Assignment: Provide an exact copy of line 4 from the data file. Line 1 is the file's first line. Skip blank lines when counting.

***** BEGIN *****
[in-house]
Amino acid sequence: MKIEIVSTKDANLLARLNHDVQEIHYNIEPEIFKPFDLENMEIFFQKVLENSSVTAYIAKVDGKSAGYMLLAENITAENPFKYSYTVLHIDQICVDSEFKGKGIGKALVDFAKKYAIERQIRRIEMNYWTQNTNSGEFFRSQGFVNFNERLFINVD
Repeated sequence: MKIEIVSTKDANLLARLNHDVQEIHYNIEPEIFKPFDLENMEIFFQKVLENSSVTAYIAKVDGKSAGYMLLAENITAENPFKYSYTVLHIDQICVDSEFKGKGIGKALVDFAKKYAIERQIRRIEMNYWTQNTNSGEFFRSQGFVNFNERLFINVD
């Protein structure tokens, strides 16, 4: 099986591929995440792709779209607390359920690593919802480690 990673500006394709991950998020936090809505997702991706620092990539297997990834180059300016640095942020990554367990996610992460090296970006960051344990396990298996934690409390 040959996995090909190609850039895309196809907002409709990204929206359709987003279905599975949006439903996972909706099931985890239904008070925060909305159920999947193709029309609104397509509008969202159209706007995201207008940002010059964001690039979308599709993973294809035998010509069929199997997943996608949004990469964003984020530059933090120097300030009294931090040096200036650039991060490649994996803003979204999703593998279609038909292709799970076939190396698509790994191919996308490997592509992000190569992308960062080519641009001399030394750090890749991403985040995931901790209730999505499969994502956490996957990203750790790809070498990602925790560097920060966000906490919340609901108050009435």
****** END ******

């Protein structure tokens, strides 16, 4: 099986591929995440792709779209607390359920690593919802480690 990673500006394709991950998020936090809505997702991706620092990539297997990834180059300016640095942020990554367990996610992460090296970006960051344990396990298996934690409390 040959996995090909190609850039895309196809907002409709990204929206359709987003279905599975949006439903996972909706099931985890239904008070925060909305159920999947193709029309609104397509509008969202159209706007995201207008940002010059964001690039979308599709993973294809035998010509069929199997997943996608949004990469964003984020530059933090120097300030009294931090040096200036650039991060490649994996803003979204999703593998279609038909292709799970076939190396698509790994191919996308490997592509992000190569992308960062080519641009001399030394750090890749991403985040995931901790209730999505499969994502956490996957990203750790790809070498990602925790560097920060966000906490919340609901108050009435």